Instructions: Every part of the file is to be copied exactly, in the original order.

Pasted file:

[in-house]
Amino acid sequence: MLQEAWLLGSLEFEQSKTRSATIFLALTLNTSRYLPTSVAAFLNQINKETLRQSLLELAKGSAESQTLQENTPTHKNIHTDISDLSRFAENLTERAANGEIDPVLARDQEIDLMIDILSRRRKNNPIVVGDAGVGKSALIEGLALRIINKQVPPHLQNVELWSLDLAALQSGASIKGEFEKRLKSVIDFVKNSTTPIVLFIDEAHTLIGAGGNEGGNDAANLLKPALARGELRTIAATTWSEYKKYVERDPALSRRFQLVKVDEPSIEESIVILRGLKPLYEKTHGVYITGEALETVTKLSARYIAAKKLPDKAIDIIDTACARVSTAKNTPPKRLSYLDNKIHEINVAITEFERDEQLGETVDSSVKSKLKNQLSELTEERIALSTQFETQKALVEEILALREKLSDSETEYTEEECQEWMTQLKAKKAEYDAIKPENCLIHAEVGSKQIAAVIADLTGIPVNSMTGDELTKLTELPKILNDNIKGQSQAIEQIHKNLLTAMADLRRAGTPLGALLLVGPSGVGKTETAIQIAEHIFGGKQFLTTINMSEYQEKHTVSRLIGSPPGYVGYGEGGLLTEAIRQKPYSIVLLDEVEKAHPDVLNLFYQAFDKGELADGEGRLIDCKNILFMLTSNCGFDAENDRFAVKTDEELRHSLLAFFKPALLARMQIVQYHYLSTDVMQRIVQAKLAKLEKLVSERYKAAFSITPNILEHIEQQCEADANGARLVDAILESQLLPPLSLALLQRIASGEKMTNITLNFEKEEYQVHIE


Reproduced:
[in-house]
Amino acid sequence: MLQEAWLLGSLEFEQSKTRSATIFLALTLNTSRYLPTSVAAFLNQINKETLRQSLLELAKGSAESQTLQENTPTHKNIHTDISDLSRFAENLTERAANGEIDPVLARDQEIDLMIDILSRRRKNNPIVVGDAGVGKSALIEGLALRIINKQVPPHLQNVELWSLDLAALQSGASIKGEFEKRLKSVIDFVKNSTTPIVLFIDEAHTLIGAGGNEGGNDAANLLKPALARGELRTIAATTWSEYKKYVERDPALSRRFQLVKVDEPSIEESIVILRGLKPLYEKTHGVYITGEALETVTKLSARYIAAKKLPDKAIDIIDTACARVSTAKNTPPKRLSYLDNKIHEINVAITEFERDEQLGETVDSSVKSKLKNQLSELTEERIALSTQFETQKALVEEILALREKLSDSETEYTEEECQEWMTQLKAKKAEYDAIKPENCLIHAEVGSKQIAAVIADLTGIPVNSMTGDELTKLTELPKILNDNIKGQSQAIEQIHKNLLTAMADLRRAGTPLGALLLVGPSGVGKTETAIQIAEHIFGGKQFLTTINMSEYQEKHTVSRLIGSPPGYVGYGEGGLLTEAIRQKPYSIVLLDEVEKAHPDVLNLFYQAFDKGELADGEGRLIDCKNILFMLTSNCGFDAENDRFAVKTDEELRHSLLAFFKPALLARMQIVQYHYLSTDVMQRIVQAKLAKLEKLVSERYKAAFSITPNILEHIEQQCEADANGARLVDAILESQLLPPLSLALLQRIASGEKMTNITLNFEKEEYQVHIE